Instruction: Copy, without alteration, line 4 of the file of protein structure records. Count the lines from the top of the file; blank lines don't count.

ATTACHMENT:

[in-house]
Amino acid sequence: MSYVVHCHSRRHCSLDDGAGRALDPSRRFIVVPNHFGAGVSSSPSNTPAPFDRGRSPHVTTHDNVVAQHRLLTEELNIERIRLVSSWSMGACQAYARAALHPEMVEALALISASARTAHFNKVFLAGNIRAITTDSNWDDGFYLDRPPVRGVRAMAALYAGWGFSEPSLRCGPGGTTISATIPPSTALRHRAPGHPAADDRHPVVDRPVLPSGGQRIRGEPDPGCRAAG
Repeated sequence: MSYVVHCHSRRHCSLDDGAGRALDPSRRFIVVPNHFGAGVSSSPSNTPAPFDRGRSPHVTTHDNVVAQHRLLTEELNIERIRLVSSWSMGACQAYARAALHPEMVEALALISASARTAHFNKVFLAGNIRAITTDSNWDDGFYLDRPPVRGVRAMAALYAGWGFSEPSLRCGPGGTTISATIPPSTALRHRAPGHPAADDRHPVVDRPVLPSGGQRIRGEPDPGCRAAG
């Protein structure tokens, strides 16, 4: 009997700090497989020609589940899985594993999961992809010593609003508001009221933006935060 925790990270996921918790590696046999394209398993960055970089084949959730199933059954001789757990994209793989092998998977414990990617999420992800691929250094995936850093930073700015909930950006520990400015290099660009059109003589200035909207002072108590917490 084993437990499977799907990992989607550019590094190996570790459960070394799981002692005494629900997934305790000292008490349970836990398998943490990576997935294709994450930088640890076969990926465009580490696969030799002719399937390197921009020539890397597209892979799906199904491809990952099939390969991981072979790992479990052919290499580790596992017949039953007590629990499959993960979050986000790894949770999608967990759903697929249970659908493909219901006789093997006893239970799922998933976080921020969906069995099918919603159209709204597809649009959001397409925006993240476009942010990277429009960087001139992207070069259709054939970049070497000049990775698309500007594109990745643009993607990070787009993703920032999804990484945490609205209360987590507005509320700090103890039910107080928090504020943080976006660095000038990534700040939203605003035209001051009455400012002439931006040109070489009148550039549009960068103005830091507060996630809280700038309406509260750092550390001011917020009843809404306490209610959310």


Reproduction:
């Protein structure tokens, strides 16, 4: 009997700090497989020609589940899985594993999961992809010593609003508001009221933006935060 925790990270996921918790590696046999394209398993960055970089084949959730199933059954001789757990994209793989092998998977414990990617999420992800691929250094995936850093930073700015909930950006520990400015290099660009059109003589200035909207002072108590917490 084993437990499977799907990992989607550019590094190996570790459960070394799981002692005494629900997934305790000292008490349970836990398998943490990576997935294709994450930088640890076969990926465009580490696969030799002719399937390197921009020539890397597209892979799906199904491809990952099939390969991981072979790992479990052919290499580790596992017949039953007590629990499959993960979050986000790894949770999608967990759903697929249970659908493909219901006789093997006893239970799922998933976080921020969906069995099918919603159209709204597809649009959001397409925006993240476009942010990277429009960087001139992207070069259709054939970049070497000049990775698309500007594109990745643009993607990070787009993703920032999804990484945490609205209360987590507005509320700090103890039910107080928090504020943080976006660095000038990534700040939203605003035209001051009455400012002439931006040109070489009148550039549009960068103005830091507060996630809280700038309406509260750092550390001011917020009843809404306490209610959310």